By Raanan Geberer
Brooklyn Daily Eagle
Observers of the notoriously polluted Gowanus Canal thought they had seen everything when, in 2007, a minke whale nicknamed “Sludgie” was found swimming in the Gowanus Canal.
On Friday, history repeated itself when the canal had another visitor – a dolphin. And this time, it had to cope with both the dirty water and the frigid cold.
Bundled-up onlookers took cell photos. A news helicopter hovered overhead, and it didn't take long for the dolphin to take Twitter by storm.
Update: Sadly, after struggling for hours in the murky water, the dolphin died, the New York Times reports.
The dolphin appeared to be about 7 feet long. It surfaced periodically and managed to shake loose black gunk from its snout in the polluted water.
Rebecca Rogers-Hawson, a volunteer coordinator with the Gowanus Canal Conservancy, told the Brooklyn Daily Eagle she had seen the dolphin, and that it seemed to have been tangled up in something. “It was leaving a trail of blood behind it,” she said.
She added that while the dolphin, being a mammal, doesn’t drink the water or swim in it – “it came up for air from time to time” – the type of water in the canal isn’t the healthiest for any animal.
A police spokesperson told the Eagle that its Harbor and Emergency Service Units were on the scene, augmented by volunteers from the Riverhead Foundation. “We are waiting for the next high tide at 7:10 p.m. to see if the dolphin can free itself,” he said. Otherwise, officers were prepared to enter the water in the morning to guide the dolphin out.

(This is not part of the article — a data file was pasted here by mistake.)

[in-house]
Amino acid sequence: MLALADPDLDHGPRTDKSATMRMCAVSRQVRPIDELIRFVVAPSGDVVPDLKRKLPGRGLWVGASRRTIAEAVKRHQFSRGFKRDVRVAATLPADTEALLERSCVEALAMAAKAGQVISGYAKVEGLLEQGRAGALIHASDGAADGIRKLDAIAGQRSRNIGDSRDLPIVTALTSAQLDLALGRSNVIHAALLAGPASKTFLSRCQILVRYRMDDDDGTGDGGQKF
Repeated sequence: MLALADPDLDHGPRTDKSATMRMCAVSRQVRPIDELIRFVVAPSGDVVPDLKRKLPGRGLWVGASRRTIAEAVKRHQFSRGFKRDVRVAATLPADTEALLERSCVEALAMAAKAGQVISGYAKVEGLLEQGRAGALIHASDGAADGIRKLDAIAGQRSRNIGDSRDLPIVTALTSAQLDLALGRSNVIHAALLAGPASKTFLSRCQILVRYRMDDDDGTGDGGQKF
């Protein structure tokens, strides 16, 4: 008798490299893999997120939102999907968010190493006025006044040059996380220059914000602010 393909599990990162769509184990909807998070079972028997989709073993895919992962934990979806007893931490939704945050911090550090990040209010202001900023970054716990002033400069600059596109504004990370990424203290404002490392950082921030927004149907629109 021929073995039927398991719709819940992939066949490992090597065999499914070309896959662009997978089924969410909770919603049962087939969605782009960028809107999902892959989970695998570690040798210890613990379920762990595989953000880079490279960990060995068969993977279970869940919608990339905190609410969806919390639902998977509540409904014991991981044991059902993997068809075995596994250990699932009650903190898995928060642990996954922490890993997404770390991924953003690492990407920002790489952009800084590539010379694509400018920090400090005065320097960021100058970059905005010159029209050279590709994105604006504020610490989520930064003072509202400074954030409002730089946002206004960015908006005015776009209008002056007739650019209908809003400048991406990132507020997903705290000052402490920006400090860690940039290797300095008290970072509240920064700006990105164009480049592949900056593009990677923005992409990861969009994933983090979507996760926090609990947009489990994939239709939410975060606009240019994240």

"What's this poor dolphin doing here? It's a pity," Linda Mariano, who represents Friends and Residents of the Greater Gowanus, was quoted as saying by Gothamist. “This is worse than living in a fifth world area. This [the canal] is completely disgusting. And you know who's completely responsible, because they haven't been responsible? The city and the state."
The canal was declared a Superfund site by the Environmental Protection Agency in 2010, making it eligible for a massive cleanup effort, but that cleanup is still in the planning and discussion stage.
As for Sludgie the Whale, he died near the Gowanus after swimming around aimlessly for two days back in 2007.
The Gowanus Canal has become cleaner in the past 15 or so years, especially with the reactivation of its flushing tunnel which brings in fresh water from a nearby bay. Indeed, a group known as the Gowanus Oyster Garden Stewards has been raising oysters in the canal bed. But the object is to have the shellfish filter the water, not to raise them for eating.
Perhaps the last word was said by Twitter user Teju Cole (@tejucole). “A dolphin in the Gowanus Canal?” he tweeted. “And they say Brooklyn has no sense of porpoise.”